Not my favourite Yesshow of all time. Indeed, probably my least favourite, frankly. After a stunning performance in Brighton, the band were evidently much more focussed on the end of the tour than on the tour itself. The Fairfield concert hall is not terribly inspiring as venues go, but this gig was added on to the schedule fairly late in the piece and was heavily plugged. The ticket prices were actually higher than those at any other venue on either of the UK legs - and quite a number of people milling around the bar beforehand had stories about "deciding to go because of the good reports I'd heard on the grapevine", as someone put it to me.
All of which added to the disappointment, really. The band dropped FTB (unsurprisingly), RSoG (unforgivably - in my book anyway) and Starship Trooper (to the disappointment of many). The rest of it was OK, though Steve Howe fluffed quite a bit on Mood for a Day - which he followed with a brief John Dowland excerpt, Chet Atkins' 'Warm and Windy', and the obligatory Clap. No surprises, other than that.
I suspect Squire and White were the prime movers in abandoning 'The Revealing', given how wiped-out they looked the day before after the Dome show... and how this song's not nearly as significant to them as it is to Anderson and Howe. They were not too wrecked to spare us their own over-indulgent solos, however. Interesting priorities. Steve looked faintly uneasy when Jon went into his 'singalong' AGP routine straight after OoaLH. And rightly so. Shame on them.
I'm aware of all the arguments that will be trotted out in Yes' defence, of course: it's been a long tour, they're fatigued, they have a right to vary the set-list... and so on and so on. But I still think that chopping *forty minutes* off a gig that's twice the price of most other rock concerts (and is the penultimate night of the first tour of their home country in seven years) comes close to showing contempt for your audience. I've been fortunate enough to see a lot of this tour, but I could only feel sympathy for people who chose this as their one experience, or who particularly wanted to hear RSoG. Ironically, Jon had earlier remarked (rather lamely, for anyone who knows the place), that "we've always wanted to play Croydon." Curious way of showing it.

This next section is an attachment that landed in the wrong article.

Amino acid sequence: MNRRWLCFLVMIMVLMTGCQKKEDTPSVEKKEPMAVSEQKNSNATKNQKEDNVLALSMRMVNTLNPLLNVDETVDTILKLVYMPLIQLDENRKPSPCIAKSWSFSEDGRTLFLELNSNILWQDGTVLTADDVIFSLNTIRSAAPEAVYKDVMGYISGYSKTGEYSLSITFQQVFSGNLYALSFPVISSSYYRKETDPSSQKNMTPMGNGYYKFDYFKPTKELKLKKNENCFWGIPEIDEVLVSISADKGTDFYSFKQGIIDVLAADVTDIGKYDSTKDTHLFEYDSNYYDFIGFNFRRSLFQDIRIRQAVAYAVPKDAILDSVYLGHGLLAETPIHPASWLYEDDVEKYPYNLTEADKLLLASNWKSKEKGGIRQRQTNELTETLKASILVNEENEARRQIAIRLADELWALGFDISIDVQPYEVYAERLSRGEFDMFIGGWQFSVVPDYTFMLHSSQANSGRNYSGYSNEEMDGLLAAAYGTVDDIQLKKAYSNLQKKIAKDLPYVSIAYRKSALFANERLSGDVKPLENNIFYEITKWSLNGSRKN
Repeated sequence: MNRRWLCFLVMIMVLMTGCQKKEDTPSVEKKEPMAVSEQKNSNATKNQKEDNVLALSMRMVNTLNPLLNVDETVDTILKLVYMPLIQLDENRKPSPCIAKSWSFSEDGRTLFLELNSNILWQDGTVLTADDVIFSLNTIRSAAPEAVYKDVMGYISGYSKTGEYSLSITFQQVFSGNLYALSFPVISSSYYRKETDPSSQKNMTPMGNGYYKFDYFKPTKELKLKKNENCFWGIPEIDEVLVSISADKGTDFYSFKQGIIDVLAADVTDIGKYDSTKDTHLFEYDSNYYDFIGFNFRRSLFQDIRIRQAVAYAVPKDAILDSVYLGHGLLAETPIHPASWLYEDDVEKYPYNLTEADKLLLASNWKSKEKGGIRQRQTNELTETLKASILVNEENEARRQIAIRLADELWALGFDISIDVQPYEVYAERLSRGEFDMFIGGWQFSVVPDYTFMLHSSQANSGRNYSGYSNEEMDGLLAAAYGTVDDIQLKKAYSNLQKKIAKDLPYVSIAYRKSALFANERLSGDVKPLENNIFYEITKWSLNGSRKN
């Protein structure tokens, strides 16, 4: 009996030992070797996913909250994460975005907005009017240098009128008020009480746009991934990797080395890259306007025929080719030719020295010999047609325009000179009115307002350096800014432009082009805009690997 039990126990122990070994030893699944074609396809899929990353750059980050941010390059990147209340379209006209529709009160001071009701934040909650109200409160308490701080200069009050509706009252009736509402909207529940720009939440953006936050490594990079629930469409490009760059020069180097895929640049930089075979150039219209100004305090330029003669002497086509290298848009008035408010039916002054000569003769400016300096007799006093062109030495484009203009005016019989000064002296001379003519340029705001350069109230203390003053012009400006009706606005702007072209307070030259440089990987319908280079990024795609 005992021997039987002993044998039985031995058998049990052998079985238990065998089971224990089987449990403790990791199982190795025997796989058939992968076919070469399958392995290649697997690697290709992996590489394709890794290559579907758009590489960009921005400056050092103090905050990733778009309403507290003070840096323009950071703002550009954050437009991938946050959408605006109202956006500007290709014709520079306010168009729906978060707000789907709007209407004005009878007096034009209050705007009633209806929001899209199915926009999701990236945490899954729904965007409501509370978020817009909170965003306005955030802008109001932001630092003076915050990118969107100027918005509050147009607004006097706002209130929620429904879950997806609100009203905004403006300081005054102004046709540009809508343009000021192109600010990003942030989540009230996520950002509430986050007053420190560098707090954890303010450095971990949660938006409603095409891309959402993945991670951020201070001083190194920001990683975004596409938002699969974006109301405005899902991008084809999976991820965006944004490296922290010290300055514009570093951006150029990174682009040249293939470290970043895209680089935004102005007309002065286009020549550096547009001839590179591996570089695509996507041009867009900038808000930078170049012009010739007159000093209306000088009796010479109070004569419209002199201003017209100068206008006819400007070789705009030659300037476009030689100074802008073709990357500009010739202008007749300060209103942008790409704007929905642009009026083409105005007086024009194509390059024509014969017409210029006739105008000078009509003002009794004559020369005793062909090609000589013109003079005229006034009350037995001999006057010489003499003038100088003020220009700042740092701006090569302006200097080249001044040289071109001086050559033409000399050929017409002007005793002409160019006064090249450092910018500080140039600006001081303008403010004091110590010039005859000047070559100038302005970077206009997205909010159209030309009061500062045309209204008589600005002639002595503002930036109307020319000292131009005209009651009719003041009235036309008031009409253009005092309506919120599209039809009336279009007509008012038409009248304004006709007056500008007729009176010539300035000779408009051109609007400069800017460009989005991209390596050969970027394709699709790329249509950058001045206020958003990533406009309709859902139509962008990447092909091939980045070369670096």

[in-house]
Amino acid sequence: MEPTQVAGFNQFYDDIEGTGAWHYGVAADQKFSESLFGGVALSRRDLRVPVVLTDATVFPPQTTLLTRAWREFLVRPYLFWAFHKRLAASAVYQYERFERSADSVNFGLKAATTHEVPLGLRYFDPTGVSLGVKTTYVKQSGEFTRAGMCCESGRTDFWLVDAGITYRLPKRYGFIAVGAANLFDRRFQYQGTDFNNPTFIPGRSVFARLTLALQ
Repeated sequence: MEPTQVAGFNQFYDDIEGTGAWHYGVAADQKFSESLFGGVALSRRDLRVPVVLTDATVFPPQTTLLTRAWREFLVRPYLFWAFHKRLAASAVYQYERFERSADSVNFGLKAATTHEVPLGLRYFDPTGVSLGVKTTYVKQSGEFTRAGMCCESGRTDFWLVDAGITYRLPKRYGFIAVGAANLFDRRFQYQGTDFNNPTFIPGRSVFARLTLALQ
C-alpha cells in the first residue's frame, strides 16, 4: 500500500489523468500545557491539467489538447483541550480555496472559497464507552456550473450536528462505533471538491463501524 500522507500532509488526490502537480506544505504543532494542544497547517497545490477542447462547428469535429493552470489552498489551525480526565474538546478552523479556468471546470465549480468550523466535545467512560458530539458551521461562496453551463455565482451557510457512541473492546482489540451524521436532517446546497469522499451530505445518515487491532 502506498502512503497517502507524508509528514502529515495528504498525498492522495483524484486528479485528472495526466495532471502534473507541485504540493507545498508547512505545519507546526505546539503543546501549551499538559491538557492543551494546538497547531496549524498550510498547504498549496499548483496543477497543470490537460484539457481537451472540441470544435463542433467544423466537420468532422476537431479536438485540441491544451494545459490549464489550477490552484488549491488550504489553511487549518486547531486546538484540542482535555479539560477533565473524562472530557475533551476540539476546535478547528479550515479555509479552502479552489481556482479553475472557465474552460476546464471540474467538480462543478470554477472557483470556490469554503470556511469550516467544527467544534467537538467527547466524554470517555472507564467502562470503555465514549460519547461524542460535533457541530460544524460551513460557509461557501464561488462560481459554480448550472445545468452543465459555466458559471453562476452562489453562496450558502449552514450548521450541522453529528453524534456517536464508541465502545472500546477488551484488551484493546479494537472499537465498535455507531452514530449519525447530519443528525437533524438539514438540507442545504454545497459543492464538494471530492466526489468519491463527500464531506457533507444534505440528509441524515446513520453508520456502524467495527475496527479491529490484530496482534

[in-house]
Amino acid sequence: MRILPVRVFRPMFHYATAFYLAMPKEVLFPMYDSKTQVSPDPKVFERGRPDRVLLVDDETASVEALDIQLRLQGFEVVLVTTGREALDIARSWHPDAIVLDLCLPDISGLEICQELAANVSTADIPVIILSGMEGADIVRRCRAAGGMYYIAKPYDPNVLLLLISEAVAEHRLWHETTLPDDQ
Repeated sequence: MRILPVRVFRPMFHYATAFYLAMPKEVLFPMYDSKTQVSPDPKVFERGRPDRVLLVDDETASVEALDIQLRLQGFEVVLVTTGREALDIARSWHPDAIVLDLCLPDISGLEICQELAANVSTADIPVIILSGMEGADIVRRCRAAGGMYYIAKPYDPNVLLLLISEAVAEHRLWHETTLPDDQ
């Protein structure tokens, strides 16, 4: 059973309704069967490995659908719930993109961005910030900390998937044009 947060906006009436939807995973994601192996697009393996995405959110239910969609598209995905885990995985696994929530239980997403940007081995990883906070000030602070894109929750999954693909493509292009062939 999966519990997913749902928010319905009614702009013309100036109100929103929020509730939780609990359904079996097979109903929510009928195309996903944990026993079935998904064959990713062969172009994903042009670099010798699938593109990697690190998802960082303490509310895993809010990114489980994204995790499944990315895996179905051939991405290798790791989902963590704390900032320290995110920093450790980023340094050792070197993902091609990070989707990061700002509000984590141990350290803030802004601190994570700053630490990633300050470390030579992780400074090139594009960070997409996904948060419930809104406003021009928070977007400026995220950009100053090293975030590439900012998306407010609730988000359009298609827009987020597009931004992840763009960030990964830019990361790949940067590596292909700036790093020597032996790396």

Having said that, I personally enjoyed having Roundabout as the last song. ST has been in danger of getting too big for its own boots, and if the band needed to take a slightly earlier night for once, then it was at least a defensible sacrifice. FTB, too, is barely here or there in the overall scheme of thins. But RSoG is the highlight of the concert - and a piece which they haven't aired for 22 years. Not having it ripped the guts out of the whole event for me, and I suspect for many others.
Other matters: There were a couple of humourous moments towards the beginning of this abbreviated set, when Jon's blue tambourine dislocated itself from the mike stand, and a tech called Robbie graciously endured the resultant ribbing. Steve Howe also reminded us that he, at least, knew the Fairfield Hall from a previous encounter - with Bonnie & Delaney, Ginger Baker and Eric Clapton in December 1969. His role on that occasion had been to introduce the band, rather than to play in it! He further dedicated 'Mood' to two friends at whose wedding he had once performed it, Jane and Duncan.
Altogether then, not one of the most auspicious moments in Yes history. Let's hope they pull out the stops again for the final fling in Hammersmith tonight.